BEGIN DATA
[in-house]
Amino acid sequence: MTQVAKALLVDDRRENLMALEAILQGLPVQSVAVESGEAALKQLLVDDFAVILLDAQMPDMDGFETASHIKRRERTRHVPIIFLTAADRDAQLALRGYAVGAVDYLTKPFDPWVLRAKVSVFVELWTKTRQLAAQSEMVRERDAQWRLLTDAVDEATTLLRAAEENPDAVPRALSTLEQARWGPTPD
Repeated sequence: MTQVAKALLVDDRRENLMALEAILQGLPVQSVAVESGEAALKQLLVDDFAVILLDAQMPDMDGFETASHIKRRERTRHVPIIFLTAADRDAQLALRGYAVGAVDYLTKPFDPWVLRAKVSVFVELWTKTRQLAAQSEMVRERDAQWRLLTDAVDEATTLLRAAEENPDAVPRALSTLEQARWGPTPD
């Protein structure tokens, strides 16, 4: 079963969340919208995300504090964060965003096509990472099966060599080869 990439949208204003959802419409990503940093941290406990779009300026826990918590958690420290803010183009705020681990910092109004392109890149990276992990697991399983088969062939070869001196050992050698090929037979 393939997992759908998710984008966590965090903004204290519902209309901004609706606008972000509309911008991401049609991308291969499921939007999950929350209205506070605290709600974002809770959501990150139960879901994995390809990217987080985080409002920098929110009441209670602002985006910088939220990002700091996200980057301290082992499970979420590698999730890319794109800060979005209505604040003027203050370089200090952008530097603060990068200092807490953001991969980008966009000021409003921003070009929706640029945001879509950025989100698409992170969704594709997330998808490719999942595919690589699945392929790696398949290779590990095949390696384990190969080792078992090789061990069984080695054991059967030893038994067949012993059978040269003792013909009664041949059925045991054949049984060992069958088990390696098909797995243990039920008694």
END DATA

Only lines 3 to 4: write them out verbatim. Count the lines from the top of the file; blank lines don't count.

Repeated sequence: MTQVAKALLVDDRRENLMALEAILQGLPVQSVAVESGEAALKQLLVDDFAVILLDAQMPDMDGFETASHIKRRERTRHVPIIFLTAADRDAQLALRGYAVGAVDYLTKPFDPWVLRAKVSVFVELWTKTRQLAAQSEMVRERDAQWRLLTDAVDEATTLLRAAEENPDAVPRALSTLEQARWGPTPD
């Protein structure tokens, strides 16, 4: 079963969340919208995300504090964060965003096509990472099966060599080869 990439949208204003959802419409990503940093941290406990779009300026826990918590958690420290803010183009705020681990910092109004392109890149990276992990697991399983088969062939070869001196050992050698090929037979 393939997992759908998710984008966590965090903004204290519902209309901004609706606008972000509309911008991401049609991308291969499921939007999950929350209205506070605290709600974002809770959501990150139960879901994995390809990217987080985080409002920098929110009441209670602002985006910088939220990002700091996200980057301290082992499970979420590698999730890319794109800060979005209505604040003027203050370089200090952008530097603060990068200092807490953001991969980008966009000021409003921003070009929706640029945001879509950025989100698409992170969704594709997330998808490719999942595919690589699945392929790696398949290779590990095949390696384990190969080792078992090789061990069984080695054991059967030893038994067949012993059978040269003792013909009664041949059925045991054949049984060992069958088990390696098909797995243990039920008694």